Current Projects

My current research interests are on building storage system infrastructure to better facilitate data-intensive applications. Specifically, we optimize the I/O performance to improve the performance of scientific applications; we implement metadata management systems with a focus on provenance metadata to help scientists better understand their applications; we investigate the fault tolerance of parallel file system to better secure invaluable scientific datasets. In all my research, I tried to build prototype systems and released them as open source software in Github. I also leveraged CloudLab a lot to make sure our results are reproducible by other researchers.

Graph-based Parallel File System Checker (2019– )

In this project, we plan to re-design the parallel file system checker using graph storage and computation infrastructure. We will first model the complex metadata of parallel file system into graph data structure and leverage distributed computation infrastructure to check/verify the consistency of these metadata.

This project is a collaborative project supported by NSF ( "SHF: Small: Collaborative Research: A Parallel Graph-Based Paradigm for HPC Parallel File System Checkers") with Mai Zheng (Iowa State University).

Intelligent High Performance System Software (2018– )

In the last decade, the rapid progress of artificial intelligence significantly changes the world around us. The new machine learning techniques including deep neural network and reinforcement learning have shown promising potential to solve complex, real-world problems. On the other hand, high performance system software are still designed and implemented based on manually tuned data structures, parameters, and design choices. These fixed designs are not scalable toward future larger systems nor optimal toward always-changing workloads.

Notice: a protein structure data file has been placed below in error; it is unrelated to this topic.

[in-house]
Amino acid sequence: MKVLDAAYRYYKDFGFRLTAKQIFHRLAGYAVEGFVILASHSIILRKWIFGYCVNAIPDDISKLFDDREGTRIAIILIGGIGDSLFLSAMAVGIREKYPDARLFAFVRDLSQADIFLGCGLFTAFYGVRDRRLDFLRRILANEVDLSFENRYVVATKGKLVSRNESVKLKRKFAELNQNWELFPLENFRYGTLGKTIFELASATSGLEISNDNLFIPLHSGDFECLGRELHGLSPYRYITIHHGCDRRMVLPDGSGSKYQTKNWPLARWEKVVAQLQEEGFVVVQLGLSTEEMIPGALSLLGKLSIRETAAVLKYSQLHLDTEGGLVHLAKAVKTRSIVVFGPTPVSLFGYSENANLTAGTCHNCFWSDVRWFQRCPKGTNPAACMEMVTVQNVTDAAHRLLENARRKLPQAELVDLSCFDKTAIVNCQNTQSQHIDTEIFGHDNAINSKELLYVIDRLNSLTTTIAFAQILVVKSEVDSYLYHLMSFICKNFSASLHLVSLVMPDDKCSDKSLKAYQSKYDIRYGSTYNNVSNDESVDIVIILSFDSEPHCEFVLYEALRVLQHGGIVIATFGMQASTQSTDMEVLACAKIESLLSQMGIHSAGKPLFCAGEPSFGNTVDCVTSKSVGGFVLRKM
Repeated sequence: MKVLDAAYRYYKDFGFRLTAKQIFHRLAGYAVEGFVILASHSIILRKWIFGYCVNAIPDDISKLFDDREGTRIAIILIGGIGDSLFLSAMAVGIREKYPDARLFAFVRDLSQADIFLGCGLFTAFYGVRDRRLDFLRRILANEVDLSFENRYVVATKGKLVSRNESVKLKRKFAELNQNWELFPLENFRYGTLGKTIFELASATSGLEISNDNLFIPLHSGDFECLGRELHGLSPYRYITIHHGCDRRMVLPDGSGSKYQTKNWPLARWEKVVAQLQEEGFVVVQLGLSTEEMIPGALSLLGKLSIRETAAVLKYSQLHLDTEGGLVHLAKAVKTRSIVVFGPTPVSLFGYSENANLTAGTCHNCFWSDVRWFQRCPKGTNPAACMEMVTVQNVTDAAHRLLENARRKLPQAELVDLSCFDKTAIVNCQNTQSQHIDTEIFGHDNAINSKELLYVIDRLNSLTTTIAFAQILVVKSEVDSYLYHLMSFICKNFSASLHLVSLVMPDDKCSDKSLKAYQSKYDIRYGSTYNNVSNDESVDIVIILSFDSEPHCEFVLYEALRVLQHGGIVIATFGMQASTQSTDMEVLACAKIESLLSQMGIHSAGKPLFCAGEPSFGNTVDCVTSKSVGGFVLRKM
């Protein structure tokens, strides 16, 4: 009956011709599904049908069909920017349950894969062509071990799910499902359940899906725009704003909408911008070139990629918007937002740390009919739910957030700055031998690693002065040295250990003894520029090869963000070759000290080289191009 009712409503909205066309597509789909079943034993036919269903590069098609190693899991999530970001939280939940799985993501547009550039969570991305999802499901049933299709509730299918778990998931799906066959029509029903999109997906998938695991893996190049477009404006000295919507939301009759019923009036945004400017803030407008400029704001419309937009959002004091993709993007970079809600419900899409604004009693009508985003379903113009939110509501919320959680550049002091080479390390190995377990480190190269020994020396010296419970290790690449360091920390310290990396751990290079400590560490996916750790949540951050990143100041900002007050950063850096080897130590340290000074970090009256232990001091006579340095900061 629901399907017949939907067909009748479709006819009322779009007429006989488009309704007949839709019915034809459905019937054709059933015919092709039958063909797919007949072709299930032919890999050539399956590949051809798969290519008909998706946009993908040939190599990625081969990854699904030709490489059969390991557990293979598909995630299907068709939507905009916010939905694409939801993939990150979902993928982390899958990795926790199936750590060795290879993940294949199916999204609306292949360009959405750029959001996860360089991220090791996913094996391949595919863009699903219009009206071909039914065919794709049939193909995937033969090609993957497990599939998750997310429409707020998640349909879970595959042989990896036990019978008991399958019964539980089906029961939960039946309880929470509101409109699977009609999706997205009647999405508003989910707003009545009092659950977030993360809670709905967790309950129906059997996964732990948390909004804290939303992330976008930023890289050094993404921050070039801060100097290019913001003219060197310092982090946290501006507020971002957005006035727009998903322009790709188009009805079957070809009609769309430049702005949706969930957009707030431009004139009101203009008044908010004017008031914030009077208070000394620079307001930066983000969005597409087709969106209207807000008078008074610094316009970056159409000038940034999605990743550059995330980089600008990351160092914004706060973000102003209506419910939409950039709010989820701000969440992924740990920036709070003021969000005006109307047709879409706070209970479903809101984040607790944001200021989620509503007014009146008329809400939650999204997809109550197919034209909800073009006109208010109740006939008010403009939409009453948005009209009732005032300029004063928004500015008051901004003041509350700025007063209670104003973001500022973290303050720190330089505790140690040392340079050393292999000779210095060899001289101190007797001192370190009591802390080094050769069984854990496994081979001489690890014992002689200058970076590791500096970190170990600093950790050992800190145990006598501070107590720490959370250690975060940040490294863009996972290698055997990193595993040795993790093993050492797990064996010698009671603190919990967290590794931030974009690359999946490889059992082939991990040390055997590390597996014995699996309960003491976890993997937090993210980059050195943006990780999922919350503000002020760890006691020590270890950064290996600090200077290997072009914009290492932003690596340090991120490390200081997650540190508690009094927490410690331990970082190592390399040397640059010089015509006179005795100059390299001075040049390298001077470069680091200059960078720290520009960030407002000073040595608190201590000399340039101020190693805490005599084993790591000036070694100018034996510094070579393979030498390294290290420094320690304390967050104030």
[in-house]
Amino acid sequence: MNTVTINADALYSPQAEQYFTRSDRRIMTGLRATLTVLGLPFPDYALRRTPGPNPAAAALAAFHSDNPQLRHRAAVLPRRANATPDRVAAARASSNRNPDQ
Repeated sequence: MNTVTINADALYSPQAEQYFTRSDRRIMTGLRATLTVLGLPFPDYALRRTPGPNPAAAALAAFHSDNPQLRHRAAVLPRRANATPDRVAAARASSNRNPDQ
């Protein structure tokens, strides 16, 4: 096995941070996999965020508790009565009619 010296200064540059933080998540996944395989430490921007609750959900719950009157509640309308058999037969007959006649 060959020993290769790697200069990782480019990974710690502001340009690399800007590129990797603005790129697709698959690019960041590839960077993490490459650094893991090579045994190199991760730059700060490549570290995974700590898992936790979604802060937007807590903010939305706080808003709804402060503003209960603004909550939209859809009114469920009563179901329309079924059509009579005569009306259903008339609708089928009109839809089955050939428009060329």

We are developing new methodologies that can exploit machine learning in the system software design and implementation spaces, see [ParCo'18 Block2Vec].

Our latest work [SC'20 RLScheduler] discussed how to utlize reinforcement learning to build an adaptive batch job scheduler for HPC system. Such a try helps us understand the key challenges of utilizing deep reinforcement learning into complex HPC problems. More importantly, the results show a promising future for using reinforcement learning to solve similar complicated tasks.

Our overall goal in this project is to enable automated selection of data structures and design choices as well as automated tuning of key parameters across multiple layers of the system.

This project is a collaborative project supported by NSF (CSR: Tuning Extreme-scale Storage Stack through Deep Reinforcement Learning) with Forrest Sheng Bao (Iowa State University).

High-Performance Graph System (2017– )

Many computing applications that rely heavily on large graph structures are important for our society, e.g., managing social networks, analyzing human genomes, or modeling human brain connectivity, In practice, large graphs needs to be partitioned and stored on a cluster of machines to ensure the desired response time and throughput. Such a classic cross-server partitioning problem has been extensively studied and has been shown to be highly complex. Furthermore, modern deep storage architecture further complicates the problem with the need of "cross-hierarchy" partitioning, i.e., placing graphs into different layers of the storage systems. This change makes existing solutions inadequate.